The Rebirth of Kirk Cameron
- Saturday, March 01, 2003
His adolescence was nothing like yours, unless your name happens to be Scott Baio or Justin Timberlake. At the age of 14, Kirk Cameron was receiving 10,000 letters a month while starring as Mike Seaver on the hit sitcom
Cameron was making $50,000 a week but had to deal with such things as lovesick teenyboppers and kidnapping threats. "Kirk had a couple of ardent fans who kind of went over the top—stalkers, in fact—and that frightened all of us to some degree," says his costar and TV dad Alan Thicke.
In 1986, the kid with the ear-to-ear grin described his life to
Did it work? Ten years after
Cameron, 32, says he viewed the world as though he were the center of it and began expecting things to be done for him—because they were. "Anything I wanted was given to me. That was what I expected because that was my reality."
People presumed Kirk Cameron to be the happiest guy on the planet. He was driving around in sports cars. He flew to exotic countries for vacations. He was offered lead roles in movies without having to audition. While all his dreams were coming true, Cameron likens that time in his life to biting into a chocolate bunny on Easter and realizing that it's hollow. "There was this aching, empty feeling that left me very disillusioned with the business I was working in," he says. "What else was there? What else did I have to shoot for? I'd basically reached the top of the ladder, and I was 18."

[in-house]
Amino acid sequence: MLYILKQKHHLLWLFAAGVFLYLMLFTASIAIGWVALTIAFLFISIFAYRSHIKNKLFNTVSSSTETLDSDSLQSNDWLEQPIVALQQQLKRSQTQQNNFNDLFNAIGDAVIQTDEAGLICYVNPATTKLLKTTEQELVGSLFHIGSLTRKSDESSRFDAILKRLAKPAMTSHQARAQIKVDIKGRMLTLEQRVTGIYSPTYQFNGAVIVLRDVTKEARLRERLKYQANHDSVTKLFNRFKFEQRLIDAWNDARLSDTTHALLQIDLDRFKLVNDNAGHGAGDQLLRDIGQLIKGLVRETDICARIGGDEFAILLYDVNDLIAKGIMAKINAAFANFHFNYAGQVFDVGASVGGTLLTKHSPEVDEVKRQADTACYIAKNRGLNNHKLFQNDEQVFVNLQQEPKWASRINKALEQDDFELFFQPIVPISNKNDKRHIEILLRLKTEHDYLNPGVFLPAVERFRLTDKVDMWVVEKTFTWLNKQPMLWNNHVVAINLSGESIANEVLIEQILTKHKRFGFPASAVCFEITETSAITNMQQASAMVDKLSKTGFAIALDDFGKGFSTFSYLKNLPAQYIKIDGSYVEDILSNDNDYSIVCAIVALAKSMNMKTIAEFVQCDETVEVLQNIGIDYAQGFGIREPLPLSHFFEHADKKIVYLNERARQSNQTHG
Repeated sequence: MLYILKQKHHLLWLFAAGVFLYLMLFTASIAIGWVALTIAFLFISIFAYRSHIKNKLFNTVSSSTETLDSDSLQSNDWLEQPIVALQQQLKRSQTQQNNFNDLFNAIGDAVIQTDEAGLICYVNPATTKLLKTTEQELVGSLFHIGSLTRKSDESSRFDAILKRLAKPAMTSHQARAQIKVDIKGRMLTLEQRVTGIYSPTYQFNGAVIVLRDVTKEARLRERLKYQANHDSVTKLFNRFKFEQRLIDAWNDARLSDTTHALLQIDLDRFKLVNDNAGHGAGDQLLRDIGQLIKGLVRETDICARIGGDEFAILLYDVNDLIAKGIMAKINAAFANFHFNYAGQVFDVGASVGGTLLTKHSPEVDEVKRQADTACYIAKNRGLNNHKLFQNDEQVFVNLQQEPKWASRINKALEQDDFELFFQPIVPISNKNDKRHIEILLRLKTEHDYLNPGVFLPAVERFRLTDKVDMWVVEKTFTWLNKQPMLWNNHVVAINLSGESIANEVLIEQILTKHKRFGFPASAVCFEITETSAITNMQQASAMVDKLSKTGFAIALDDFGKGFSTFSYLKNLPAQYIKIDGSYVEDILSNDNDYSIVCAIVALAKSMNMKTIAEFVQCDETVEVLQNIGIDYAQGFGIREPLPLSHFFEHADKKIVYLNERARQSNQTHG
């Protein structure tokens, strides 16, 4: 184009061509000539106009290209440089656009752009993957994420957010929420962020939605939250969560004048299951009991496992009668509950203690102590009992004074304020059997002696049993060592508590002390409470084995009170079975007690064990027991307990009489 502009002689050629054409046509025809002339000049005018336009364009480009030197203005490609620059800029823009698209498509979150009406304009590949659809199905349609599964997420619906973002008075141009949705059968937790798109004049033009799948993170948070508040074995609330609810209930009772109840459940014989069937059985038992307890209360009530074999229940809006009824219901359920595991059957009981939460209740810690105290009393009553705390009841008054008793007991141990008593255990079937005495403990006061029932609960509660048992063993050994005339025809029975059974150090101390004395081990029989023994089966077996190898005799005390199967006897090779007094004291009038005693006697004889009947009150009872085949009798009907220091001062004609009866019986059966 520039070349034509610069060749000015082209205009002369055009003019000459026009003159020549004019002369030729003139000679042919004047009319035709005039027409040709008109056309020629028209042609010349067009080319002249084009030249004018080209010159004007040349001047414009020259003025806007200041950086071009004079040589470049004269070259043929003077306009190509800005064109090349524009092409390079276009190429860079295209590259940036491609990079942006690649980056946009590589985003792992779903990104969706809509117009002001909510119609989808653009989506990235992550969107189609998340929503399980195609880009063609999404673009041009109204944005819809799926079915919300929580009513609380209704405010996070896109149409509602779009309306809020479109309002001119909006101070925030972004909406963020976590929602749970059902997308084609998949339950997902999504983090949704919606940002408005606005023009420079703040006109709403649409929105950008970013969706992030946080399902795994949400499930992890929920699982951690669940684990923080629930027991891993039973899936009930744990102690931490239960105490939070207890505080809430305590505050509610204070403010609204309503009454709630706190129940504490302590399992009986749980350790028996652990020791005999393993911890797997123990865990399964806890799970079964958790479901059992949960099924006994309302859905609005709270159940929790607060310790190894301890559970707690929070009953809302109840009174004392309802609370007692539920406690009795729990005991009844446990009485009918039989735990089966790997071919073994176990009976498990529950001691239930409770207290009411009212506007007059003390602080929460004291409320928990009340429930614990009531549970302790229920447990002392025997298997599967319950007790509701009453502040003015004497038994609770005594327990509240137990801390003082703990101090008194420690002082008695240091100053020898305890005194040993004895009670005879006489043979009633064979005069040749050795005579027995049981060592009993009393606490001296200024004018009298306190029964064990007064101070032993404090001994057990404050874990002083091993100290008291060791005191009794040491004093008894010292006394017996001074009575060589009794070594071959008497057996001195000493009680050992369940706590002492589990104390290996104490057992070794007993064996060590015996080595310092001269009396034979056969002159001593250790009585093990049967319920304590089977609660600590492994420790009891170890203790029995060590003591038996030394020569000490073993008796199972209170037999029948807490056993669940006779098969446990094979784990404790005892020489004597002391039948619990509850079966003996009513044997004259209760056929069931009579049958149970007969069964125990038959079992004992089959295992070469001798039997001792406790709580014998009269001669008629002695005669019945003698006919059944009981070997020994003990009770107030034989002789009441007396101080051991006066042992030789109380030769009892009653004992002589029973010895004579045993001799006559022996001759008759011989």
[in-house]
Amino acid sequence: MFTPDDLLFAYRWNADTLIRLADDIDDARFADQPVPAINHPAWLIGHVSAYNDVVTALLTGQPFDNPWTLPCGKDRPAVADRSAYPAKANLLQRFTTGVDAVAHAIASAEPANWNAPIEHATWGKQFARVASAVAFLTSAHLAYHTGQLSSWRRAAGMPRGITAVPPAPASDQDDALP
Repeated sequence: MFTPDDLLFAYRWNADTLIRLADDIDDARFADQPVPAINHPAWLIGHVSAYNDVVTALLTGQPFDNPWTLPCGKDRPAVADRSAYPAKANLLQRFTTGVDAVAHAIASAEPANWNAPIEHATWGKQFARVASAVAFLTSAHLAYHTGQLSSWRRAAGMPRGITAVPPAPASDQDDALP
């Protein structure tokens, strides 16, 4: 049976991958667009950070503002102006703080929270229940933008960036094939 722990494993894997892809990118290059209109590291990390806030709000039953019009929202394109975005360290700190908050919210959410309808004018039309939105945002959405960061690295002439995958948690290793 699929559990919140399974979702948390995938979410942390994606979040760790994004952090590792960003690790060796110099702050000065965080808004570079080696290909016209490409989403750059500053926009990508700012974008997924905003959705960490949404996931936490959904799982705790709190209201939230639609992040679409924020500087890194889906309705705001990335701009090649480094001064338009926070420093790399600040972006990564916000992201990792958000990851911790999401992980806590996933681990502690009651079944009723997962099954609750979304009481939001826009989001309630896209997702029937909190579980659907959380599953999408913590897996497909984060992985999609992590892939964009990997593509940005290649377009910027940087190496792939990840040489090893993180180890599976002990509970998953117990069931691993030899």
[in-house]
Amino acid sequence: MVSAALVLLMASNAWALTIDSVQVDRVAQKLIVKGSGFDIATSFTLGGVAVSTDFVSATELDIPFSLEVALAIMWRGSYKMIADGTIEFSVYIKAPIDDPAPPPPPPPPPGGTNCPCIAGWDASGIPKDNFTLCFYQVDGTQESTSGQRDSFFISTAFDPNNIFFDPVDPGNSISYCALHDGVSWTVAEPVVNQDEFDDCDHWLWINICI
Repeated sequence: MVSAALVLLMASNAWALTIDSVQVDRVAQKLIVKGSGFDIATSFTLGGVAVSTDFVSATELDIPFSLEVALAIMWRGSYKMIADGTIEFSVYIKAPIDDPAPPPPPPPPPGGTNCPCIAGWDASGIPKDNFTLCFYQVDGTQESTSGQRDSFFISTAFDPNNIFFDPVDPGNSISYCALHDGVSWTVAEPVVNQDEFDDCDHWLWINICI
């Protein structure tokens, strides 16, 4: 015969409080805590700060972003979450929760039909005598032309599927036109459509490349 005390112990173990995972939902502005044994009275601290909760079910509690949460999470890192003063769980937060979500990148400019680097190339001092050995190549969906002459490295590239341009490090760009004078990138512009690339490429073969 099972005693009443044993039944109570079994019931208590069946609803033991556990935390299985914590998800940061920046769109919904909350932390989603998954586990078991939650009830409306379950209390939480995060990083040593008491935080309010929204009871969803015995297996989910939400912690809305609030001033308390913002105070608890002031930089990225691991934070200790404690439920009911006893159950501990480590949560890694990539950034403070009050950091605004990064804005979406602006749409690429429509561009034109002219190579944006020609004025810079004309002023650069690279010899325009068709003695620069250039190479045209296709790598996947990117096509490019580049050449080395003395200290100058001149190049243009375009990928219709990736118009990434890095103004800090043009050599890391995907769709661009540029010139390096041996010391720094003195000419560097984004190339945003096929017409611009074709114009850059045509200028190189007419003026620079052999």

He sat on the set of
Although he had only been to church once or twice in his life, the young man had seen hypocrisy and self-righteousness among those who believed in God—so much so that Cameron began to consider himself a "devout atheist."
"As far as I was concerned, thinking people didn't believe in fairy tales," he remembers telling himself. When asked in interviews about God, the teenager would respond: "There's no God. You can't prove that there's a God. Absolutely not. You guys are performing your own lobotomy in order to believe this kind of stuff."
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